May 2011

Date Archive

Leeora Black By Dr Leeora Black, Managing Director, ACCSR.

I recently had the privilege of participating in a discussion about the contribution of the Responsible Business Project to the advancement of business practice in Australia. It made me think about how far we have come since the 2006 inquiry into corporate responsibility by the Parliamentary Joint Committee on Corporations and Financial Services.

Here’s my report card.

Magalie is an Associate with the Australian Centre for Corporate Social Responsibility (ACCSR) and a guest lecturer in Business & Society and Corporate Governance at the La Trobe University (Melbourne), Graduate School of Management.

Magalie MaraisA new Insights Series paper by ACCSR – “Universities and CSR: Thought Leadership and Competitive Advantage” – highlights the growing importance of universities and education to the CSR agenda.

As a lecturer in corporate social responsibility (CSR), I am always surprised to notice the lack of knowledge of my students, undergraduate or post-graduate, about CSR. Most of them have heard of the term, but asking them to propose a definition typically draws a blank.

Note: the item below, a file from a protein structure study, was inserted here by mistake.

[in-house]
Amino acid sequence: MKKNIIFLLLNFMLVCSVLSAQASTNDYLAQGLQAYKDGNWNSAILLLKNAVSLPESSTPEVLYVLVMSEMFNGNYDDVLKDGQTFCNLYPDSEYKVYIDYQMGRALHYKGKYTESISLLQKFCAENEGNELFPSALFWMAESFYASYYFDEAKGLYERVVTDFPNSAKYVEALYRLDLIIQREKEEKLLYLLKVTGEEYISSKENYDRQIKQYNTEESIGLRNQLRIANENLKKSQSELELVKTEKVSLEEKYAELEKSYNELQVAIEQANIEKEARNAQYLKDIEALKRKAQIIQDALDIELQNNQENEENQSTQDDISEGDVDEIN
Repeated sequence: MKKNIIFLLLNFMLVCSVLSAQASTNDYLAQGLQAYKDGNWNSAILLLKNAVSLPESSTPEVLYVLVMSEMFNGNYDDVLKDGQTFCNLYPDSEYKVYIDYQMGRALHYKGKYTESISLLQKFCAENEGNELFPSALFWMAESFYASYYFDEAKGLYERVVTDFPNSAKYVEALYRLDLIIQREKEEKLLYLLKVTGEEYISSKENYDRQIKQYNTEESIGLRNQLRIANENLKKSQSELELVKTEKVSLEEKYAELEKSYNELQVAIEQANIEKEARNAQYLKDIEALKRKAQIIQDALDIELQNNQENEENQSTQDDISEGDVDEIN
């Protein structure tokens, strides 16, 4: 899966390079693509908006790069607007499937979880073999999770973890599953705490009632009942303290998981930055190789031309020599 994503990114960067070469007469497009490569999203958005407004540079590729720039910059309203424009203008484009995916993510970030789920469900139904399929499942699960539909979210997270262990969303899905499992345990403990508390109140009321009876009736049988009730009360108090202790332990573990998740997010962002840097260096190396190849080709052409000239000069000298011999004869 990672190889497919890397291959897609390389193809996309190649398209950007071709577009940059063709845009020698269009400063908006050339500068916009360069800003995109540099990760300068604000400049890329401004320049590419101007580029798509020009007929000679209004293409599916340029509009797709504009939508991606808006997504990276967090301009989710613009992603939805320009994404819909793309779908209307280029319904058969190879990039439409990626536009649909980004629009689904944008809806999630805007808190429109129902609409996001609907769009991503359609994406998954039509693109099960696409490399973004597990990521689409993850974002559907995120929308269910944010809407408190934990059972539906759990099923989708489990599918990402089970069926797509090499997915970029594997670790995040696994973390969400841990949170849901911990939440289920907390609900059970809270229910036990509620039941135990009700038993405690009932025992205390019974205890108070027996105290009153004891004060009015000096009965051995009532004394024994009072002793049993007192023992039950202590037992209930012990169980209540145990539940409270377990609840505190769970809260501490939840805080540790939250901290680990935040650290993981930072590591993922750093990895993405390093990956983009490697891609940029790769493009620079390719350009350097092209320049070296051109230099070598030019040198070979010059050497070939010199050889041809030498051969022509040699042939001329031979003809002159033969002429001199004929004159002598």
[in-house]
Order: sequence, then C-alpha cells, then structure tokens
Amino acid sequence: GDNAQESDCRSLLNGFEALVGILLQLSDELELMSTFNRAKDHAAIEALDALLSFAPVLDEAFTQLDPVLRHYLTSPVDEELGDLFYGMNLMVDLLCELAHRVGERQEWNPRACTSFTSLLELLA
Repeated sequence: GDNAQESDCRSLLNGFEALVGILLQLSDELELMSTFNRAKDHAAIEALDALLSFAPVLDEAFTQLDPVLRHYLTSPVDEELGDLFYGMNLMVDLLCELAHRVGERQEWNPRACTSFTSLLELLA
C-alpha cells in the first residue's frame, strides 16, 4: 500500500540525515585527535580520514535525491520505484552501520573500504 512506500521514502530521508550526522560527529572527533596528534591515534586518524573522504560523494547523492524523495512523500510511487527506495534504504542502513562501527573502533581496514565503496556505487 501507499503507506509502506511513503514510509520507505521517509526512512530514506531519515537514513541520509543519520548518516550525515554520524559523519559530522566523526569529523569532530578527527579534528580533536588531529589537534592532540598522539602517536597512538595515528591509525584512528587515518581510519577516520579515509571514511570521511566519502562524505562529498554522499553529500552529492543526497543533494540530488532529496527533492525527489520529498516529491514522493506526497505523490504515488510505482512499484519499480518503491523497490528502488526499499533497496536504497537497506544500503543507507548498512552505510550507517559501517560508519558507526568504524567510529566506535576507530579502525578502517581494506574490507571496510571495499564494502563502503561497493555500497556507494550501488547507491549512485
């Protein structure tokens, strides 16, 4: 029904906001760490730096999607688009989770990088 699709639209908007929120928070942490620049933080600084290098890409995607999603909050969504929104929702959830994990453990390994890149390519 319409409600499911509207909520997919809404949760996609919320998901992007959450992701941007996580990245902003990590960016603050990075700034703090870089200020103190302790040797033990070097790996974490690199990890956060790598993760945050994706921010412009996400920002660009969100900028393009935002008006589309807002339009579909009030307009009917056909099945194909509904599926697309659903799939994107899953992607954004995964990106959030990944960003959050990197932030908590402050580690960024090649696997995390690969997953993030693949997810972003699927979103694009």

Leeora BlackWhen my extended family gets together for dinner, a favourite request is for my husband Bob’s baked trout. He douses it with grape juice and bakes it in foil for an hour. Simple and delicious. Recently Woolworths and Coles announced moves to introduce more certified sustainable seafood options. So Bob rang our fishmonger at Victoria Market and asked them how sustainable our favourite trout is.

The trout comes from a family-run company in Tasmania and is farmed. Their website inspired our confidence, but there is no certification. Should we care?

Certification frameworks like The Marine Stewardship Council (MSC) and local initiatives like The Australian Conservation Foundation’s Sustainable Australian Seafood Assessment Program should give comfort to consumers. Woolworths and Coles are both introducing MSC-certification and are respectively involved with the Sustainable Fisheries Partnership Foundation and World Wildlife Fund. Even my cat could eat certified sustainable fish now.

But how genuine is this rush by the major retailers to sustainable seafood? The commercial reality is that Coles and Woolworths want to differentiate themselves from each other. They want a competitive branding edge to deliver more sales. They are appealing to the growing market segment of the ethically conscious consumer. But will there be any real benefit beyond the check-out?

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